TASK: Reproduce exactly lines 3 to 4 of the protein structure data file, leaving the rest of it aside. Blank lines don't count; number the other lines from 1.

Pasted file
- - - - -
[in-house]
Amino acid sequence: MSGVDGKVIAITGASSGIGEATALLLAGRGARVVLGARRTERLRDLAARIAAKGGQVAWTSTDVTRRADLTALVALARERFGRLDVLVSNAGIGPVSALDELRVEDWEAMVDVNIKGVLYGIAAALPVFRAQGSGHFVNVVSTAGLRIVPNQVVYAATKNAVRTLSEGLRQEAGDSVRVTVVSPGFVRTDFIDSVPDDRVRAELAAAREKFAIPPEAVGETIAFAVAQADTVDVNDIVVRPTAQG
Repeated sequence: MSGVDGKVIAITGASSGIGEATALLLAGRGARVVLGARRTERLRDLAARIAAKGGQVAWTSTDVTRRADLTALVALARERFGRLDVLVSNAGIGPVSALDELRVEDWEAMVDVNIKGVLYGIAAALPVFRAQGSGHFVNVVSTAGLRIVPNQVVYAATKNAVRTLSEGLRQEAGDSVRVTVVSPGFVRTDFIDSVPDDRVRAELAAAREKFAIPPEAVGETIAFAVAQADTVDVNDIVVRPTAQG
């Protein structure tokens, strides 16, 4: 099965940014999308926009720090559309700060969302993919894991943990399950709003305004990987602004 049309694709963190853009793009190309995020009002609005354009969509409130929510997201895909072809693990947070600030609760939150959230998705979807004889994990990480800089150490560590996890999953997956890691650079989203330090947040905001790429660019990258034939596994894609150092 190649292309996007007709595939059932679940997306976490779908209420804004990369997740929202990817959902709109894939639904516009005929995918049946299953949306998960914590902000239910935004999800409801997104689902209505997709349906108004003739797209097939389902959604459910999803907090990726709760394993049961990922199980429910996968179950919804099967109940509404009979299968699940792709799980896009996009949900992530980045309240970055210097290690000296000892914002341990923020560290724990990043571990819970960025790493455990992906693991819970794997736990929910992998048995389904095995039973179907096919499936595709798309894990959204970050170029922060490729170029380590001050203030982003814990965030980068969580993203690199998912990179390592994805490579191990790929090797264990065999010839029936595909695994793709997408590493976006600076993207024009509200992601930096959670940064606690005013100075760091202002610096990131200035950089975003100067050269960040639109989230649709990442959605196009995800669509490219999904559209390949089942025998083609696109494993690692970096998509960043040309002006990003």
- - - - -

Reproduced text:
Repeated sequence: MSGVDGKVIAITGASSGIGEATALLLAGRGARVVLGARRTERLRDLAARIAAKGGQVAWTSTDVTRRADLTALVALARERFGRLDVLVSNAGIGPVSALDELRVEDWEAMVDVNIKGVLYGIAAALPVFRAQGSGHFVNVVSTAGLRIVPNQVVYAATKNAVRTLSEGLRQEAGDSVRVTVVSPGFVRTDFIDSVPDDRVRAELAAAREKFAIPPEAVGETIAFAVAQADTVDVNDIVVRPTAQG
């Protein structure tokens, strides 16, 4: 099965940014999308926009720090559309700060969302993919894991943990399950709003305004990987602004 049309694709963190853009793009190309995020009002609005354009969509409130929510997201895909072809693990947070600030609760939150959230998705979807004889994990990480800089150490560590996890999953997956890691650079989203330090947040905001790429660019990258034939596994894609150092 190649292309996007007709595939059932679940997306976490779908209420804004990369997740929202990817959902709109894939639904516009005929995918049946299953949306998960914590902000239910935004999800409801997104689902209505997709349906108004003739797209097939389902959604459910999803907090990726709760394993049961990922199980429910996968179950919804099967109940509404009979299968699940792709799980896009996009949900992530980045309240970055210097290690000296000892914002341990923020560290724990990043571990819970960025790493455990992906693991819970794997736990929910992998048995389904095995039973179907096919499936595709798309894990959204970050170029922060490729170029380590001050203030982003814990965030980068969580993203690199998912990179390592994805490579191990790929090797264990065999010839029936595909695994793709997408590493976006600076993207024009509200992601930096959670940064606690005013100075760091202002610096990131200035950089975003100067050269960040639109989230649709990442959605196009995800669509490219999904559209390949089942025998083609696109494993690692970096998509960043040309002006990003």